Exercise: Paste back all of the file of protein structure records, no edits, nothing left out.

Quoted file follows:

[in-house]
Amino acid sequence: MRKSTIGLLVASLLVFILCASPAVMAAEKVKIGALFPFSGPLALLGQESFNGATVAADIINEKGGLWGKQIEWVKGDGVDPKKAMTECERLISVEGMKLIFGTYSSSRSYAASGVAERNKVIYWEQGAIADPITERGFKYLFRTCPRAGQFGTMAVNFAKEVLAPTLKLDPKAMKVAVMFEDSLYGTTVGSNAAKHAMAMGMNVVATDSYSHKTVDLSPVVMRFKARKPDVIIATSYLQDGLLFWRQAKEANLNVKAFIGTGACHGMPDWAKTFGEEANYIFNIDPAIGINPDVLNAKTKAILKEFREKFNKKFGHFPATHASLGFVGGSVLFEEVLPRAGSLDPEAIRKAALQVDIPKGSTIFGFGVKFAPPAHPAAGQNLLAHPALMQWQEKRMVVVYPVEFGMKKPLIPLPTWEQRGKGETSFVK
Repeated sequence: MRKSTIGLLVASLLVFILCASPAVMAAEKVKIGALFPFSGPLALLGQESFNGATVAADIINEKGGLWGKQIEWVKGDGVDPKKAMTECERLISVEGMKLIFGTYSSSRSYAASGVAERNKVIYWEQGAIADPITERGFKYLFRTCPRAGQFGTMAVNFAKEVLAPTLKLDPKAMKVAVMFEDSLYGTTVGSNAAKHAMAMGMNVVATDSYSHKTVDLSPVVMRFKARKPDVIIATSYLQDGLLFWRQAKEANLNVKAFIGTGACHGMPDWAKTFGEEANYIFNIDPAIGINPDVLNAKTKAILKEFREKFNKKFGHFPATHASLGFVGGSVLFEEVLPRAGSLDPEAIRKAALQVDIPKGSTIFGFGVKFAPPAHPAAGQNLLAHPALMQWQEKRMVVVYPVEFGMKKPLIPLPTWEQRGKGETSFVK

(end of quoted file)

[in-house]
Amino acid sequence: MRKSTIGLLVASLLVFILCASPAVMAAEKVKIGALFPFSGPLALLGQESFNGATVAADIINEKGGLWGKQIEWVKGDGVDPKKAMTECERLISVEGMKLIFGTYSSSRSYAASGVAERNKVIYWEQGAIADPITERGFKYLFRTCPRAGQFGTMAVNFAKEVLAPTLKLDPKAMKVAVMFEDSLYGTTVGSNAAKHAMAMGMNVVATDSYSHKTVDLSPVVMRFKARKPDVIIATSYLQDGLLFWRQAKEANLNVKAFIGTGACHGMPDWAKTFGEEANYIFNIDPAIGINPDVLNAKTKAILKEFREKFNKKFGHFPATHASLGFVGGSVLFEEVLPRAGSLDPEAIRKAALQVDIPKGSTIFGFGVKFAPPAHPAAGQNLLAHPALMQWQEKRMVVVYPVEFGMKKPLIPLPTWEQRGKGETSFVK
Repeated sequence: MRKSTIGLLVASLLVFILCASPAVMAAEKVKIGALFPFSGPLALLGQESFNGATVAADIINEKGGLWGKQIEWVKGDGVDPKKAMTECERLISVEGMKLIFGTYSSSRSYAASGVAERNKVIYWEQGAIADPITERGFKYLFRTCPRAGQFGTMAVNFAKEVLAPTLKLDPKAMKVAVMFEDSLYGTTVGSNAAKHAMAMGMNVVATDSYSHKTVDLSPVVMRFKARKPDVIIATSYLQDGLLFWRQAKEANLNVKAFIGTGACHGMPDWAKTFGEEANYIFNIDPAIGINPDVLNAKTKAILKEFREKFNKKFGHFPATHASLGFVGGSVLFEEVLPRAGSLDPEAIRKAALQVDIPKGSTIFGFGVKFAPPAHPAAGQNLLAHPALMQWQEKRMVVVYPVEFGMKKPLIPLPTWEQRGKGETSFVK